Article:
0
$\begingroup$

I am planning on growing bacteria from a seawater sample to do a research project on the relationship between pH (lowered using sulfuric acid) and the bacterial concentration of the water sample (colony forming units per $cm^3$ ). I am planning on using the following procedure: enter image description here

Would I be able to use the same procedure, or would I need to make modifications to the agar nutrient media because the bacteria I am using would be used to a higher salinity? I am using standard plate agar.

New contributor
Varshil MVH Pets is a new contributor to this site. Take care in asking for clarification, commenting, and answering. Check out our Code of Conduct.
$\endgroup$
1
  • $\begingroup$ Normal media are at approx "physiological saline" concentration which is usually about 0.9%. I would have thought that seawater bacteria would need saline to be about what they are used to. $\endgroup$
    – bob1
    Commented Jun 9 at 20:58

1 Answer 1

1
$\begingroup$

Bacteria all have unique ranges of environmental conditions that will support their growth. If we assume they are growing in the saltwater and not just existing, Marine bacteria would at least need to be halotolerant, since they're growing in 3.3-3.7% saline. Some of them will be halophiles, meaning they require at least 1.7% salt (~2x physiological saline). Another point of interest is that media specifically made to culture marine bacteria don't just have higher salinity, they use several other salts (besides NaCl) to reach this salinity level. Some of these may just be buffering agents, but they also provided different dissolved ions (magnesium, calcium, potassium, borate, bromine, strontium, etc) that can be found in seawater a varying concentrations, and could be growth promotion factors for some marine life.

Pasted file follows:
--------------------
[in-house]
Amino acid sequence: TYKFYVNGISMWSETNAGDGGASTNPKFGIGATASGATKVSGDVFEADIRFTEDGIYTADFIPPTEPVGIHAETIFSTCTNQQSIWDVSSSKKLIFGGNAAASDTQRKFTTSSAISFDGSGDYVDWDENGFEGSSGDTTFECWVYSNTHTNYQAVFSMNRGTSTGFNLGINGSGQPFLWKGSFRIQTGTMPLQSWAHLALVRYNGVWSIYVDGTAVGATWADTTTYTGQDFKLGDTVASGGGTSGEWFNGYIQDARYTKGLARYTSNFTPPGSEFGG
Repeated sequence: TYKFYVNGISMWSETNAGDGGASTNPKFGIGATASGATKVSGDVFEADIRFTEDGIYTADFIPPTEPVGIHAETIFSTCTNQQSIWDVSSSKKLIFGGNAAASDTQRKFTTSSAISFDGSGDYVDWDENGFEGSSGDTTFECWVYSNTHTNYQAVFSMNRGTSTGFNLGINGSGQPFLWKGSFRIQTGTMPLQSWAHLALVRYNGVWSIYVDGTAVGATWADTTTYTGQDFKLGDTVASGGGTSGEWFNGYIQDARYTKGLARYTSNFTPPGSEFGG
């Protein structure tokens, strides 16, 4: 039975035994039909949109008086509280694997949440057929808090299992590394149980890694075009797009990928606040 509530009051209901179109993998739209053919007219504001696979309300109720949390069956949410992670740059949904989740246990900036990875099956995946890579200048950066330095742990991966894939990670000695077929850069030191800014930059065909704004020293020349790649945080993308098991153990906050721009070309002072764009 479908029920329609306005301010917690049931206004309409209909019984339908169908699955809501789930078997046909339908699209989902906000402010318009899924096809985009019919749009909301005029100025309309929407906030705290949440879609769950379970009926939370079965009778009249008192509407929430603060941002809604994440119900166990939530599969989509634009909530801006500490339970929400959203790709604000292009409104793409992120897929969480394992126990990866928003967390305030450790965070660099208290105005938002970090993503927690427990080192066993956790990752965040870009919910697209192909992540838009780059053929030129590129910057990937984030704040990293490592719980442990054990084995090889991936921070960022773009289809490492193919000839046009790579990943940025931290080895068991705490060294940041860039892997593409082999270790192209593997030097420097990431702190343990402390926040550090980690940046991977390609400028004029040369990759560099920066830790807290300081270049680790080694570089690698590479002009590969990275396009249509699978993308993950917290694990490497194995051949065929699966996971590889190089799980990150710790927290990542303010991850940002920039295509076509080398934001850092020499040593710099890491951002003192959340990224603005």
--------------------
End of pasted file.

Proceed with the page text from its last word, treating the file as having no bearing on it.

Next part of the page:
The halophiles will not grow on agar media made for non-halophilic bacteria. The halo-tolerant organisms might grow, as long as their other growth requirements are met. But if the salinity is outside of their optimal growth range, they will likely be more sensitive to other environmental variables, like changes in pH.

If you're only interested in testing pH as a variable, you should use a growth medium with salinity similar to that of their natural environment. If you are interested in their overall environmental growth requirements, you could start with a salt tolerance test at a pH close to neutral, and then do the pH testing at various salt concentrations to see how those factors interact.

$\endgroup$

You must log in to answer this question.

Not the answer you're looking for? Browse other questions tagged .